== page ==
Training ‘First Aid to Cultural Heritage in Times of Crisis’ starts in Amsterdam

March 30 marks the start of the fourth edition of the international training course First Aid to Cultural Heritage in Times of Crisis. This year the course takes place in Amsterdam, the Netherlands. Twenty-two heritage professionals from all over the world will learn the necessary knowledge and skills that will enable them to save and protect heritage before, during and after a crisis situation. The recent wanton destruction of heritage in the Middle East, but also natural disasters such as in the Philippines, underline the relevance and urgency of this training.

Practical skills

World leading experts will teach the students – from countries like Afghanistan, Mali, Ukraine and Syria – on heritage protection and relief. In more than seventy modules the participants will learn to take preventive measures, analyse risks, and recover or restore cultural heritage. They are taught in the evacuation of valuable and fragile objects, and how to organise a crisis coordination team. In addition, they are encouraged to put in place such “heritage rescue teams” in their own countries. The training is highly practical, which will give the participants the skills to save and protect heritage under very difficult and complex circumstances.

The hands-on training is focused on teaching practical skills.

The First Aid Course is set up in accordance with the principle of “train the trainer”. Therefore participants are also selected on the ‘local impact’ they represent. They will share their knowledge in their own country with local organizations, volunteers and other stakeholders. The aim is to spread the knowledge and skills they acquire among as many people as possible.


The training is the result of a collaboration between the International Centre for the Study of the Preservation and Restoration of Cultural Property (ICCROM), the Smithsonian Institution and the Netherlands National Commission for UNESCO.  To enable the course in the Netherlands, the organisers are working closely together with a large number of local partners, particularly in Amsterdam. The Reinwardt Academy (AHK), the Tropenmuseum and the National Museum of World Cultures house much of the classes and exercises. Also, the input from Dutch teachers and curators is of important value. In addition, excursions and practicals will take place throughout the Netherlands, for instance in the Peace Palace Libray in The Hague, and inside the Fort Markenbinnen where a major disaster exercise will take place. The LDE Centre for Global Heritage and Development helped with the contents of the e-learning environment.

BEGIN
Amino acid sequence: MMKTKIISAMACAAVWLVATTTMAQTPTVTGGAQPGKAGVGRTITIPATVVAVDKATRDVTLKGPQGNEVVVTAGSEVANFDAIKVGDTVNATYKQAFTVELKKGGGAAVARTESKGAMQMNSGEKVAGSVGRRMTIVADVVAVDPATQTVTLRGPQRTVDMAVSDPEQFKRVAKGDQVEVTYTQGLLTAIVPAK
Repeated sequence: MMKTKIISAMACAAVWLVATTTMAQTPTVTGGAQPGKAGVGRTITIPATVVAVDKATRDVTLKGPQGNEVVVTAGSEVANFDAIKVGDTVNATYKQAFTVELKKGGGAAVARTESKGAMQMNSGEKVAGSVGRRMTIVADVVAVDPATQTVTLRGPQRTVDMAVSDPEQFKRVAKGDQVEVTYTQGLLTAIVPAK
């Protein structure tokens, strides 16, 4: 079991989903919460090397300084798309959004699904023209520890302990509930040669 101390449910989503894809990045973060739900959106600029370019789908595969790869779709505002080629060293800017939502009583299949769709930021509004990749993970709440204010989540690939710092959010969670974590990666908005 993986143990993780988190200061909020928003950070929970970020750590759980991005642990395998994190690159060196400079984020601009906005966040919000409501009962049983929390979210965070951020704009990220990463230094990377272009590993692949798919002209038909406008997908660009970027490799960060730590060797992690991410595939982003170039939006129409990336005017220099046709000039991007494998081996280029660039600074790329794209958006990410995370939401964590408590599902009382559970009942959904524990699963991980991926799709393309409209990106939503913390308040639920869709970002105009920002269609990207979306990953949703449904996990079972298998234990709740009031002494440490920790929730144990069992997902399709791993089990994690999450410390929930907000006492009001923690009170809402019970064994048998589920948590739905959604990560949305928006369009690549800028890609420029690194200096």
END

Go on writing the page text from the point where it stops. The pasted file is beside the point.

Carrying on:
Financial support

The Dutch ministry of Education, Culture and Science, the Prince Claus Fund, the City of Amsterdam and DutchCulture provide financial support for up to fourteen participants. The Prince Claus Fund has also indicated its willingness to finance some projects of participants. In 2016, the training will take place in Washington.